WarWolfe_1
05-14-2006, 12:15 AM
I put flaps at take off, slow to about 90mph, then as landing gear touch down I go to full flaps (Landing). There after I pulse breaks.

heywooood
05-14-2006, 10:36 AM
so, newguy...Kevin...did any of this help....help?


and welcome to the jungle...we got fun n games.

WTE_Galway
05-14-2006, 06:00 PM
do you have proportional brakes or a key ?

if its a key you need to tap it as pointed out in the post above


also a general landing point .. once you are over the threshold at a sane airspeed and height just reduce throttle and try to reach the end of the runway without landing .. imagine you want to fly the full length of the runway at almost no throttle without touching it ... this will usually gove a nice 3 pointer in most planes

mandrill7
05-14-2006, 06:16 PM
Originally posted by MadRuski:
if u land one plane... then u no how to land them all

I always find a heckuva difference landing a heavy, nose-weighted beast like the Mossie and a lightweight bouncer like the Spit. For me it means almost a complete difference in power control and approach.

NonWonderDog
05-14-2006, 07:39 PM
I've just got a few general tips:

DO use 100% rpm during landing, no matter what plane you are in. In a Me-109 it's even recommended to switch to manual prop control and actively maintain a high rpm. Just because the engine is louder doesn't mean it's pulling you forward harder. High rpm results in more drag and better throttle response, both of which are needed in abundance during landing.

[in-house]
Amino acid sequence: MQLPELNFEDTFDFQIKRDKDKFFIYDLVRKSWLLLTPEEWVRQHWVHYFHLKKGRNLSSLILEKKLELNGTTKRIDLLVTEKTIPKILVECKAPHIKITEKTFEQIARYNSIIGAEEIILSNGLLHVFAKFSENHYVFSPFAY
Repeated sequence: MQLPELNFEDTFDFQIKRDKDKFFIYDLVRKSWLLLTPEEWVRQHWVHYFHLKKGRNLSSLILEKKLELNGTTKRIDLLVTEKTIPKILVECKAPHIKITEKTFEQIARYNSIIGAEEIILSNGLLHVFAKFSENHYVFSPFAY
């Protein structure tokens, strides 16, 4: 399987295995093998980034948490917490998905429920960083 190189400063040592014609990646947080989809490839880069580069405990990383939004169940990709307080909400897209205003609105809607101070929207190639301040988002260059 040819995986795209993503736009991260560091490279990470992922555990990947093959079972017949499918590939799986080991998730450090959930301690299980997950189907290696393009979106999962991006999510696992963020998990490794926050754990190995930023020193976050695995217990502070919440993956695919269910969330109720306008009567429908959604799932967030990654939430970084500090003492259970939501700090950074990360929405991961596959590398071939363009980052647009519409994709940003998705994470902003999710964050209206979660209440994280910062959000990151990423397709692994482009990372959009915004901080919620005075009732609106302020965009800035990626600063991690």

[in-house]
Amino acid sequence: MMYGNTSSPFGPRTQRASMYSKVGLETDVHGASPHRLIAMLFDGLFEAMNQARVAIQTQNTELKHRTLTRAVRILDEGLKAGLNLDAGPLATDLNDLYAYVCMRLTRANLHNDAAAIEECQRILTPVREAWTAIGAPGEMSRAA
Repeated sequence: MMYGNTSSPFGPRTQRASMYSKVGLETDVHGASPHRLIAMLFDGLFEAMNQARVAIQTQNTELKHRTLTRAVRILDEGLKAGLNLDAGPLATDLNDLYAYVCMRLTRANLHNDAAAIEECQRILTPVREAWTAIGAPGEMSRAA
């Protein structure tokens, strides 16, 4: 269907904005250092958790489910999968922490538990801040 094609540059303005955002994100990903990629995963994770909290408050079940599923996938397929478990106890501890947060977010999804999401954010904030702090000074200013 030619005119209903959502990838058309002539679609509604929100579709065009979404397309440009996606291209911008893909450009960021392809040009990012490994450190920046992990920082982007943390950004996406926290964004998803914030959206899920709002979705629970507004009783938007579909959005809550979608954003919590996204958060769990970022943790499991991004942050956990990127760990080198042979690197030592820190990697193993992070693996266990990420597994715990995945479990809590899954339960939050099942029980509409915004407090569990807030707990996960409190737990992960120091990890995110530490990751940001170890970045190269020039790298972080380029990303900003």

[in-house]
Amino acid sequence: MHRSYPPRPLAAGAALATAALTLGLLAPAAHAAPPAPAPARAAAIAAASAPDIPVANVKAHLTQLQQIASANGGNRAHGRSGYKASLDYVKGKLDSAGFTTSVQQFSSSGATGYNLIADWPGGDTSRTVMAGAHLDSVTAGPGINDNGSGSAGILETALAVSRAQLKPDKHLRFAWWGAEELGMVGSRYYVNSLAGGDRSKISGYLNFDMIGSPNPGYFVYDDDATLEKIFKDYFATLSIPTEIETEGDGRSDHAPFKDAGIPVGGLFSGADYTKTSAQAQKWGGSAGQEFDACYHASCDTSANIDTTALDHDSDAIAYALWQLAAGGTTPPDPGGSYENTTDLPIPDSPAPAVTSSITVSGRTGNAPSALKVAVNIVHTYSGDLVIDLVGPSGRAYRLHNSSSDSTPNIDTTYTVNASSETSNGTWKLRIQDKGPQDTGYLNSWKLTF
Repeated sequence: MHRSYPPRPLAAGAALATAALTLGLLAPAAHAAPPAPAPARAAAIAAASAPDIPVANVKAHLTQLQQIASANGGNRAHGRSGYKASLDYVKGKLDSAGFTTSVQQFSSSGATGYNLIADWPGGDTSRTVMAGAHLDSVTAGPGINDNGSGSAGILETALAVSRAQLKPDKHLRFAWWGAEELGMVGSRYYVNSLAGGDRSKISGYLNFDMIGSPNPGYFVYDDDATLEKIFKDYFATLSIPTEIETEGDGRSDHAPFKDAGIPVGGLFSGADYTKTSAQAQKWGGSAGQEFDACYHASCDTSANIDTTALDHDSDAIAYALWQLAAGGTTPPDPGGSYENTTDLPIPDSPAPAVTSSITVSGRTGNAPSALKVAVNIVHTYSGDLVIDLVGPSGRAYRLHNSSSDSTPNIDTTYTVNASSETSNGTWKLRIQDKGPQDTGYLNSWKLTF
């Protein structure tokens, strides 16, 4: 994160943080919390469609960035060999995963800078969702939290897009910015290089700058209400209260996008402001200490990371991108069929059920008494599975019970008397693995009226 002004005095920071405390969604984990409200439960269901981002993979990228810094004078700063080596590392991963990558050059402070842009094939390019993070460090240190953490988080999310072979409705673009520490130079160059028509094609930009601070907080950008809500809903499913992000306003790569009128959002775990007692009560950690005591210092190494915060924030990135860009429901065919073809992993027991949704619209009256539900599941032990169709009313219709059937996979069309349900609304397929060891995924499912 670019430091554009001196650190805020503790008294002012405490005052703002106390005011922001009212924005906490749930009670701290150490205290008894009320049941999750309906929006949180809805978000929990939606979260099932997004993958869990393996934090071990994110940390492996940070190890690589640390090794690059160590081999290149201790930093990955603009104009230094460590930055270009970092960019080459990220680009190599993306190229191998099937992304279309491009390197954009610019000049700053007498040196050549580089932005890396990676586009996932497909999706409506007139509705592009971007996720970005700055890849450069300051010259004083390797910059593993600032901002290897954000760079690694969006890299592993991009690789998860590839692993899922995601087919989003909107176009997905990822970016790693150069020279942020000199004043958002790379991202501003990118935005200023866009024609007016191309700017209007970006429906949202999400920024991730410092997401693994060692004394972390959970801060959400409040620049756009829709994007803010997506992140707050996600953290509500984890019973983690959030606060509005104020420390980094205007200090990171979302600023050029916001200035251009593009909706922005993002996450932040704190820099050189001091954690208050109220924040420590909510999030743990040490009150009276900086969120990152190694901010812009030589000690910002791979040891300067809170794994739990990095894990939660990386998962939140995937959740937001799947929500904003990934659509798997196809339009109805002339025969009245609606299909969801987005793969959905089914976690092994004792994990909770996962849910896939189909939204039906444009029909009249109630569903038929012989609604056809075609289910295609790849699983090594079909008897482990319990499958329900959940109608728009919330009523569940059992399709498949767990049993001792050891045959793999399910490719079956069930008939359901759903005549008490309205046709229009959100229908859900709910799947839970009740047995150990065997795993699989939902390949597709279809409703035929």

DO NOT relax back pressure on the stick when the tail wheel is on the ground. This goes double during three-point landings. The only time you should ever NOT be holding the stick all the way back is when taxiing in a tailwind. You can be inattentive to this in a tricycle gear plane without incident, but if you let go of the stick in a taildragger you will lose at least some directional control and stand a much better chance of either ground looping, striking the prop, or both.

DO NOT apply full brake pressure. There's no need to, and you'll probably end up standing on your nose anyway. If you're using the keyboard for brakes this means you have to tap the "B" key in order to slow down.

Three-point landings are standard procedure for most taildraggers, and I assume that includes fighters. Don't try to bring the plane in nose-high, though -- fly down into ground effect at minimum speed, run the throttle back to idle, and ease back on the stick until the plane settles down onto the runway by itself. It's only slightly harder than it sounds.